Substrate 102 can be comprised of any material that has sufficiently high thermal conductivity. In some embodiments, substrate 102 comprises a metal, such as copper and/or aluminum. In another embodiment, substrate 102 may be a vapor plate, for example, a copper vapor plate, wherein the vapor plate can contain any type of fluid that facilitates the transfer of heat, such as air. Alternatively, or additionally, the substrate 102 may include at least one heat pipe, wherein the heat pipe may be filled or partially filled with a fluid to increase heat transfer and support at least one light-emitting die or light-emitting die package. Additionally, the heat pipe can be coupled to the substrate 102 to increase heat transfer from the light-emitting die via the substrate.

Base 150, which may include substrate 102 and protrusion 110, can facilitate the extraction of thermal energy that may be generated by the light-emitting die 118. Protrusion 110 and substrate 102 can also function as an electrical contact, and may be used in lieu of electrical contact member 104, as discussed below. In some embodiments, it may be preferable for protrusion 110 and substrate 102 to function as an electrical p-contact member, but this configuration is by no way limiting and the protrusion 110 and substrate 102 can also function as an electrical n-contact member.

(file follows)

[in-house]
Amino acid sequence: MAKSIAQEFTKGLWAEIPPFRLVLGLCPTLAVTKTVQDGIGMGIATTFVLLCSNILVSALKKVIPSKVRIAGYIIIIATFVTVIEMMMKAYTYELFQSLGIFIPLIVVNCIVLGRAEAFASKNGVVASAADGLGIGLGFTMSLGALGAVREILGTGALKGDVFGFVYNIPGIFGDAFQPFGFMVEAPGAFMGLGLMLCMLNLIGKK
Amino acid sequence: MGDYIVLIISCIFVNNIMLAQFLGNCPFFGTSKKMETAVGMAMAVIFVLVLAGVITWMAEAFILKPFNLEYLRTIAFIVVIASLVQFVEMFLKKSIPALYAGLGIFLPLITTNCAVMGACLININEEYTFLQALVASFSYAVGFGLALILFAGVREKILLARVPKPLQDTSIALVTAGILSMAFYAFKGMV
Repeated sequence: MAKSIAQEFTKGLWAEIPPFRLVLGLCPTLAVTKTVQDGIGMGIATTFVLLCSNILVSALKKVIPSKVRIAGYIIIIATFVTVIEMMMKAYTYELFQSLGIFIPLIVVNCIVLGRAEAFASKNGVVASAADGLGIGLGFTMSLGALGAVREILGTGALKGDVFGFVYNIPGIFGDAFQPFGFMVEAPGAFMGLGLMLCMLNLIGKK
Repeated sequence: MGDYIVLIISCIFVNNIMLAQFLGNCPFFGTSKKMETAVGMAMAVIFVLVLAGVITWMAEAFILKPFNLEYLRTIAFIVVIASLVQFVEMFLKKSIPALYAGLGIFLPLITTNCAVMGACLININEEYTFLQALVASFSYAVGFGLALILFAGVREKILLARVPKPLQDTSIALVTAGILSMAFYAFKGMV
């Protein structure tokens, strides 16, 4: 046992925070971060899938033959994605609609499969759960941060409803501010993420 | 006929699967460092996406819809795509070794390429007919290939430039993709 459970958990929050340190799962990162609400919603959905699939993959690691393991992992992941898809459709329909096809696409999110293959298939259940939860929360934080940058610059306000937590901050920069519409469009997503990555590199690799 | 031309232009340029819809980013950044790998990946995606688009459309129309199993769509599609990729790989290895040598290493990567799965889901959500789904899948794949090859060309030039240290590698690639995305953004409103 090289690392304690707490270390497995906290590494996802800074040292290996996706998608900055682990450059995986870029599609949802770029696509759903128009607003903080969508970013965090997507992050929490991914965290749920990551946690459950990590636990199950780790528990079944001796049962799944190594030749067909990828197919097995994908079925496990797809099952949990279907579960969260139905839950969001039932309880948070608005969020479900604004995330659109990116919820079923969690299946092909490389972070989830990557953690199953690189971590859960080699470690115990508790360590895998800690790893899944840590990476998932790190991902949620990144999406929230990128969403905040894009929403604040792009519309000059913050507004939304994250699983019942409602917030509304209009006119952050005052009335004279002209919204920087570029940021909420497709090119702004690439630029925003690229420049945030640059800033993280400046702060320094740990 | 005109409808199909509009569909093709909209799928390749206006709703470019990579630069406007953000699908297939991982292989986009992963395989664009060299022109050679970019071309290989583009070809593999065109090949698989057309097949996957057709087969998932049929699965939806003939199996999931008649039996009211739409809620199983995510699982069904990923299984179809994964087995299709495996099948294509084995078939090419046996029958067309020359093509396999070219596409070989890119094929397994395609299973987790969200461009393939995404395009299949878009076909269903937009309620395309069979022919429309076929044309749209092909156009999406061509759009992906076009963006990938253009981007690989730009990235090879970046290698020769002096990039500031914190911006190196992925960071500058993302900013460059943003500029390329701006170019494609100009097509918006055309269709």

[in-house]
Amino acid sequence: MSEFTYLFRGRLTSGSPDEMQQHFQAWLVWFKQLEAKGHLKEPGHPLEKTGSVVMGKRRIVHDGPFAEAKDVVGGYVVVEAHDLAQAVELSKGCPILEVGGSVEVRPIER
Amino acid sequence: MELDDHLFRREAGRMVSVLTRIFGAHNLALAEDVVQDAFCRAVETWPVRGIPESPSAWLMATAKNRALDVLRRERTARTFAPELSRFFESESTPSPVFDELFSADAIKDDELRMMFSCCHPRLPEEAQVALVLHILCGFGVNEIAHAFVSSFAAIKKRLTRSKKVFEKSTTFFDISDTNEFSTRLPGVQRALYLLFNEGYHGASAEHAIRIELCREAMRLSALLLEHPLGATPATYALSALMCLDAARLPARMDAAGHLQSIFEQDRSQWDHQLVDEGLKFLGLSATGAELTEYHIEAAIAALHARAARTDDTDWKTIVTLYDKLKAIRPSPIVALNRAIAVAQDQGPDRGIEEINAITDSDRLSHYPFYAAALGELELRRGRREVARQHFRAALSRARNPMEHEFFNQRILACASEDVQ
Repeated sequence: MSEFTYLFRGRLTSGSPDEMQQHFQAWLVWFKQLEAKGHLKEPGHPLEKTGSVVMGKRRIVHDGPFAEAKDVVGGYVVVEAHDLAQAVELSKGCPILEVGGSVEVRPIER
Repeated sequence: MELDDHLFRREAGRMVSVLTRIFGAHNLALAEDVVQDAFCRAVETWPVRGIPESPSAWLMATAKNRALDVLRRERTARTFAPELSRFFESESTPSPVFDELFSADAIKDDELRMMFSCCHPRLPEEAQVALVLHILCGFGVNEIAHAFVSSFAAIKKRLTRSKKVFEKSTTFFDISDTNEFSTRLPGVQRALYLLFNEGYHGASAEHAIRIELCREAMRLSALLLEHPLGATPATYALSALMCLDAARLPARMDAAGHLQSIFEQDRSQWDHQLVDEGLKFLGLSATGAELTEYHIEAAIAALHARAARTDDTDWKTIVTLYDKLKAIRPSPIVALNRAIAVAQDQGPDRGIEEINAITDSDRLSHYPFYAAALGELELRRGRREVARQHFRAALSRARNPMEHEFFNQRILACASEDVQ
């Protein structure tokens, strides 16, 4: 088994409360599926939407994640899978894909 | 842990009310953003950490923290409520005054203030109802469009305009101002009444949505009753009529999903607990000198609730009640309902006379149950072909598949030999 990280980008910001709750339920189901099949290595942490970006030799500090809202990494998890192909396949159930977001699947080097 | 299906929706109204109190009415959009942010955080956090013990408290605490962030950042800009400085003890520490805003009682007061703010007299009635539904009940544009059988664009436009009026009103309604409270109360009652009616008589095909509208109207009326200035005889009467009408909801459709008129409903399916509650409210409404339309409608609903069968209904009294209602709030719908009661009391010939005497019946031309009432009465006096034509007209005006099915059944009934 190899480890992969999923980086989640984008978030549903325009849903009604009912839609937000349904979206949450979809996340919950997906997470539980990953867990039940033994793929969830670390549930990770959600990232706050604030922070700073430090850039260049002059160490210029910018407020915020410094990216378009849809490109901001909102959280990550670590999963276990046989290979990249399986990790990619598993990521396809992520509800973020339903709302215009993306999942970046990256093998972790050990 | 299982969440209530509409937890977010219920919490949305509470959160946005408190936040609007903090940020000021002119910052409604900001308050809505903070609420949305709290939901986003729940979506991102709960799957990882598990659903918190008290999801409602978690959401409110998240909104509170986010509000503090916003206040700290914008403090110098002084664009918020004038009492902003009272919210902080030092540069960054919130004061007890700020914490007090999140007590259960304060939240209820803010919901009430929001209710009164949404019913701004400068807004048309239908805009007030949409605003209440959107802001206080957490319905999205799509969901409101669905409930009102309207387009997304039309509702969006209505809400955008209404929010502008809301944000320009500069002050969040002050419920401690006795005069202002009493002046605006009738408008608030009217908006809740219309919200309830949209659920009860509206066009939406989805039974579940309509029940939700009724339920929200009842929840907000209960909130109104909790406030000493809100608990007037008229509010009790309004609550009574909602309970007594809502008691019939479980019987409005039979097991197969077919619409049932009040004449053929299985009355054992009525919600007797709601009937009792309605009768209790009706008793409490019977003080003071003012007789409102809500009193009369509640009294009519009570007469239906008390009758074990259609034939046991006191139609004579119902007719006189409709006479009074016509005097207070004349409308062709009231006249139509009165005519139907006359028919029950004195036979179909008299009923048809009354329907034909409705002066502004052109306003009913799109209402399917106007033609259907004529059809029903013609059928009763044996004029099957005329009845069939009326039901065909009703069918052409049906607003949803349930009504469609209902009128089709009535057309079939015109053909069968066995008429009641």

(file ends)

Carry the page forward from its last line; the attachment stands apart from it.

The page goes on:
FIG. 1B illustrates a top view of layer 106 having an aperture disposed over the support substrate (not shown) and protrusion 110 extending through the aperture. The illustration also shows the electrical contacts 104 disposed over layer 106, although it should be appreciated that such electrical contacts may be absent, as the techniques presented herein are not limited in this respect. In one embodiment, layer 106 possesses a thermal conductivity that is less than the thermal conductivity of the protrusion 110. Such an arrangement may result in a base comprising a region having a higher thermal conductivity (e.g., protrusion 110) than an adjacent region (e.g., the region including layer 106). In some embodiments, the thermal conductivity of the higher conductivity region (e.g., protrusion 110) is greater than the thermal conductivity of an adjacent region (e.g., layer 106) by a factor of at least 2, at least 5, at least 10, at least 20, at least 50, or at least 100 (e.g., about 200). As previously described, layer 106 may be an electrically insulating layer, including, but not limited to, a dielectric material layer